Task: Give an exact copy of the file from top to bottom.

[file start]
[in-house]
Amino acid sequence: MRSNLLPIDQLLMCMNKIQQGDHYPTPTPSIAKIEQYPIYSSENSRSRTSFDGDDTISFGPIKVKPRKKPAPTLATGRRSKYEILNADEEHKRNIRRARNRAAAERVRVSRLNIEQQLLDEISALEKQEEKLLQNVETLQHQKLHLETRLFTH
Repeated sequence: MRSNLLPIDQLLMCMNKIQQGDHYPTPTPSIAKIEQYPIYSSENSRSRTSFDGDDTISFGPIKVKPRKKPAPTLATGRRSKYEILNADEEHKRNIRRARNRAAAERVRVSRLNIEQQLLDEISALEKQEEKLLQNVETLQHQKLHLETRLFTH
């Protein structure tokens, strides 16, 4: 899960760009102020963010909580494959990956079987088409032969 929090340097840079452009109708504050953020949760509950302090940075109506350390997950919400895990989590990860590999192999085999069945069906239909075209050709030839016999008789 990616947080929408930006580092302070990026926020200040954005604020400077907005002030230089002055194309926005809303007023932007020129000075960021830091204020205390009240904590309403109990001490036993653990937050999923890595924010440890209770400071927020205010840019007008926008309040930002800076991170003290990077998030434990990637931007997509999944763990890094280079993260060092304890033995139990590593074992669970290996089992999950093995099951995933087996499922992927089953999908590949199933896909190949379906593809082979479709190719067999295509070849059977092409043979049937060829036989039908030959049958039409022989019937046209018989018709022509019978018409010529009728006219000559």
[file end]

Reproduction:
[in-house]
Amino acid sequence: MRSNLLPIDQLLMCMNKIQQGDHYPTPTPSIAKIEQYPIYSSENSRSRTSFDGDDTISFGPIKVKPRKKPAPTLATGRRSKYEILNADEEHKRNIRRARNRAAAERVRVSRLNIEQQLLDEISALEKQEEKLLQNVETLQHQKLHLETRLFTH
Repeated sequence: MRSNLLPIDQLLMCMNKIQQGDHYPTPTPSIAKIEQYPIYSSENSRSRTSFDGDDTISFGPIKVKPRKKPAPTLATGRRSKYEILNADEEHKRNIRRARNRAAAERVRVSRLNIEQQLLDEISALEKQEEKLLQNVETLQHQKLHLETRLFTH
């Protein structure tokens, strides 16, 4: 899960760009102020963010909580494959990956079987088409032969 929090340097840079452009109708504050953020949760509950302090940075109506350390997950919400895990989590990860590999192999085999069945069906239909075209050709030839016999008789 990616947080929408930006580092302070990026926020200040954005604020400077907005002030230089002055194309926005809303007023932007020129000075960021830091204020205390009240904590309403109990001490036993653990937050999923890595924010440890209770400071927020205010840019007008926008309040930002800076991170003290990077998030434990990637931007997509999944763990890094280079993260060092304890033995139990590593074992669970290996089992999950093995099951995933087996499922992927089953999908590949199933896909190949379906593809082979479709190719067999295509070849059977092409043979049937060829036989039908030959049958039409022989019937046209018989018709022509019978018409010529009728006219000559």